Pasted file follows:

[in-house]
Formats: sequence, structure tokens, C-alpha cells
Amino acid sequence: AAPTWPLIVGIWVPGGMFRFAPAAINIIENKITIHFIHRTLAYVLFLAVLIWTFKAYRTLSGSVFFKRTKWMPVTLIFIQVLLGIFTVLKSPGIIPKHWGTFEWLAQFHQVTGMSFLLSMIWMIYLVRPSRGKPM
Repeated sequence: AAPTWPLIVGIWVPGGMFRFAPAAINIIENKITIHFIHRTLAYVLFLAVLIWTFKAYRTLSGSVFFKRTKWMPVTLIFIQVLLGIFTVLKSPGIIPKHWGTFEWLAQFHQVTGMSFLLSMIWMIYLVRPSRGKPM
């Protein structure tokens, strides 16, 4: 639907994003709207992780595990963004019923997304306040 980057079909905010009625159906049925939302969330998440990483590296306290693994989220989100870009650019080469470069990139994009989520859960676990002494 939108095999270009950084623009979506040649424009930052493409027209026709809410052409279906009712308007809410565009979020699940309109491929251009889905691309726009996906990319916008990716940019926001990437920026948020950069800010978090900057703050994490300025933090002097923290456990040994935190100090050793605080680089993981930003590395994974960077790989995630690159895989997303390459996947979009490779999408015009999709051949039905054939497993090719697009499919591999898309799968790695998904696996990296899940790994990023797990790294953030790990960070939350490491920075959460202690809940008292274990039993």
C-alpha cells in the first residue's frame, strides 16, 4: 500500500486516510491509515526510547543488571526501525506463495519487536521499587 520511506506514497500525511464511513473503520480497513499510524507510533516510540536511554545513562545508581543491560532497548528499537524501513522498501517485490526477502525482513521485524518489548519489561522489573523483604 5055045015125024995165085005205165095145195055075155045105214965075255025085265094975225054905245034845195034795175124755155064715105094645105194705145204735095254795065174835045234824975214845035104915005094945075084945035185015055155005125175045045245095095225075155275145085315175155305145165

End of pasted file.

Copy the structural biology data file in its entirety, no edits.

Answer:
[in-house]
Formats: sequence, structure tokens, C-alpha cells
Amino acid sequence: AAPTWPLIVGIWVPGGMFRFAPAAINIIENKITIHFIHRTLAYVLFLAVLIWTFKAYRTLSGSVFFKRTKWMPVTLIFIQVLLGIFTVLKSPGIIPKHWGTFEWLAQFHQVTGMSFLLSMIWMIYLVRPSRGKPM
Repeated sequence: AAPTWPLIVGIWVPGGMFRFAPAAINIIENKITIHFIHRTLAYVLFLAVLIWTFKAYRTLSGSVFFKRTKWMPVTLIFIQVLLGIFTVLKSPGIIPKHWGTFEWLAQFHQVTGMSFLLSMIWMIYLVRPSRGKPM
């Protein structure tokens, strides 16, 4: 639907994003709207992780595990963004019923997304306040 980057079909905010009625159906049925939302969330998440990483590296306290693994989220989100870009650019080469470069990139994009989520859960676990002494 939108095999270009950084623009979506040649424009930052493409027209026709809410052409279906009712308007809410565009979020699940309109491929251009889905691309726009996906990319916008990716940019926001990437920026948020950069800010978090900057703050994490300025933090002097923290456990040994935190100090050793605080680089993981930003590395994974960077790989995630690159895989997303390459996947979009490779999408015009999709051949039905054939497993090719697009499919591999898309799968790695998904696996990296899940790994990023797990790294953030790990960070939350490491920075959460202690809940008292274990039993």
C-alpha cells in the first residue's frame, strides 16, 4: 500500500486516510491509515526510547543488571526501525506463495519487536521499587 520511506506514497500525511464511513473503520480497513499510524507510533516510540536511554545513562545508581543491560532497548528499537524501513522498501517485490526477502525482513521485524518489548519489561522489573523483604 5055045015125024995165085005205165095145195055075155045105214965075255025085265094975225054905245034845195034795175124755155064715105094645105194705145204735095254795065174835045234824975214845035104915005094945075084945035185015055155005125175045045245095095225075155275145085315175155305145165